Leisure centre, Pierrelaye (2004–2008)
Located in a rural town north-west of Paris, this leisure centre for kindergarten and primary school children is very simply and intelligently designed. Recalling the surrounding farm buildings, a long nave housing common areas and a vast internal circulation space acts as the interface between the city and a protected courtyard. 'Plugged' into the nave and opening onto the garden, the classrooms are conceived as tiny archetypal houses, distinguished from one another by a specific bright, saturated colour. Mindful of uses and scales, the architects designed a climatically high-performance building well before the introduction of current HQE (High Environmental Quality) standards.
Olivarius Apart’Hotel, Cergy-Pontoise (2006–2009)
Built in the new town of Cergy-Pontoise, north-west of Paris and close to a university campus, this hotel of 130 serviced apartments with shared amenities (fitness, shops, launderette, restaurant, conference rooms) is the second in a chain of low-cost, trendy apartment hotels. Organized around a large atrium, serving as both a thermal buffer and an indoor public space, the hotel consists of two main elements. The first is rectilinear and presents a highly geometric facade to a green area; the second, based on a right-angled plan, offers to the Boulevard a curved facade of pattern-stamped concrete, which reproduces the rippling movement of the curtains in the rooms.
Renovation of Curial activity centre (2003–2008)
The question of demolishing this cultural centre, built in 1987 in a large social housing estate north-east of Paris, was the subject of a municipal right versus left debate. Backed by the socialist mayor, Roger Madec, AIR has proven that it is possible to radically transform the original building and its postmodern neo-classical architecture. Using a minimum of means (bright monochromatic colours on the interior and exterior surfaces, new entrance, new garden) the architects have literally resurrected it and re-engaged its programme (150-seat auditorium, recording studios, rooms for dance, rehearsal, computing and visual arts, community bar) with neighbourhood life.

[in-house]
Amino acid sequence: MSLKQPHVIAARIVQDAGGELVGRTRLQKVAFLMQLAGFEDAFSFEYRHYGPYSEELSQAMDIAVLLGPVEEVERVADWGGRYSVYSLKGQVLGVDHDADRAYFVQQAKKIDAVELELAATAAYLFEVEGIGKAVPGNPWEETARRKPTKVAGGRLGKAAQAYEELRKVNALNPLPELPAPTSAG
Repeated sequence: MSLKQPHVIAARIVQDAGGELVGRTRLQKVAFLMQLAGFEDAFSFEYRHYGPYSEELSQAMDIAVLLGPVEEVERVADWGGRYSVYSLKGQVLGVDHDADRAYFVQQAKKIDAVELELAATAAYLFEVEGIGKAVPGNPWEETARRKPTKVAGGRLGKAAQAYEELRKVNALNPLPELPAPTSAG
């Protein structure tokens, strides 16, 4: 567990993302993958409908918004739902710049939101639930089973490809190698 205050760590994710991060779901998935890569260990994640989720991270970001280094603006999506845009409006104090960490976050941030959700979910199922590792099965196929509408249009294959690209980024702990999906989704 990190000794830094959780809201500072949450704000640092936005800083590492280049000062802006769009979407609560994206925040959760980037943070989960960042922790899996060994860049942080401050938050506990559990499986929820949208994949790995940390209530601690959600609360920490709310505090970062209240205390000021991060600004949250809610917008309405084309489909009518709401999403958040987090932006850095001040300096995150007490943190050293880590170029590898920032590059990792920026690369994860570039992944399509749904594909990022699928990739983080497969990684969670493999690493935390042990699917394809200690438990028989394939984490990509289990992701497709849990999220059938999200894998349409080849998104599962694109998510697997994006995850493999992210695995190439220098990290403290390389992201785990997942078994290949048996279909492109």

Apprentice training centre, Saint-Maur (2007–2010)
For this extension and renovation of a training centre in suburban Paris, AIR has proposed a new courtyard that connects the old and new parts of the programme. The use of one material (yellow shuttered concrete) for both walls and floors, gives unity to the angular and sculptural surfaces of this open-air space. The new building is a subtle stacking of two layers: on top of two large double-height studios rests a steel frame consisting of four monumental trussed beams, one storey high. This upper level houses the new classrooms. Sculptural qualities, programmatic intelligence, technical and climatic performance are closely combined in this project.
Student centre, University of Paris XI, Orsay (2010)
This architectural competition, won by AIR in July 2010, asked participants to design a new student centre for the University of Paris XI. Located in Orsay, in a sparsely developed suburban campus, AIR's project is conceived as a social condenser of student life. It is based on the contrast between a very geometric plan, inscribed in a perfect square, and a strongly irregular elevation, which makes this building an almost topographical event. The jagged shape of the roof, wrapped in timber solar shading, is the result of the different heights of various elements of the programme.